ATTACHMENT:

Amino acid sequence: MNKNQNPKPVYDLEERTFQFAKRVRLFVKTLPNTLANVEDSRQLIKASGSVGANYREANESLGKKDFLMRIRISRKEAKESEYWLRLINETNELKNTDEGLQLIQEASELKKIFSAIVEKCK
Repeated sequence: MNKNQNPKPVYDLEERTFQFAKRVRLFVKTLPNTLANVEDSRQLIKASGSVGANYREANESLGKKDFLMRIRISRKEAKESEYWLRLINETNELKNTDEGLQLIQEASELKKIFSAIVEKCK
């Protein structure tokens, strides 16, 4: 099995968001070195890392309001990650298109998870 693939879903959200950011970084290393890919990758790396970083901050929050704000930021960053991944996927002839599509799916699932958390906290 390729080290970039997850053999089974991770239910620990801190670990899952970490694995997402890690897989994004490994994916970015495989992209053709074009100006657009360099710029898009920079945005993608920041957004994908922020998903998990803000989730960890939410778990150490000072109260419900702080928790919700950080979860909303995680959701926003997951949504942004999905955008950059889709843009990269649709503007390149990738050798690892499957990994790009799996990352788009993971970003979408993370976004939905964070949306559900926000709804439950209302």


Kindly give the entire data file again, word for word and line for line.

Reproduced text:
Amino acid sequence: MNKNQNPKPVYDLEERTFQFAKRVRLFVKTLPNTLANVEDSRQLIKASGSVGANYREANESLGKKDFLMRIRISRKEAKESEYWLRLINETNELKNTDEGLQLIQEASELKKIFSAIVEKCK
Repeated sequence: MNKNQNPKPVYDLEERTFQFAKRVRLFVKTLPNTLANVEDSRQLIKASGSVGANYREANESLGKKDFLMRIRISRKEAKESEYWLRLINETNELKNTDEGLQLIQEASELKKIFSAIVEKCK
């Protein structure tokens, strides 16, 4: 099995968001070195890392309001990650298109998870 693939879903959200950011970084290393890919990758790396970083901050929050704000930021960053991944996927002839599509799916699932958390906290 390729080290970039997850053999089974991770239910620990801190670990899952970490694995997402890690897989994004490994994916970015495989992209053709074009100006657009360099710029898009920079945005993608920041957004994908922020998903998990803000989730960890939410778990150490000072109260419900702080928790919700950080979860909303995680959701926003997951949504942004999905955008950059889709843009990269649709503007390149990738050798690892499957990994790009799996990352788009993971970003979408993370976004939905964070949306559900926000709804439950209302």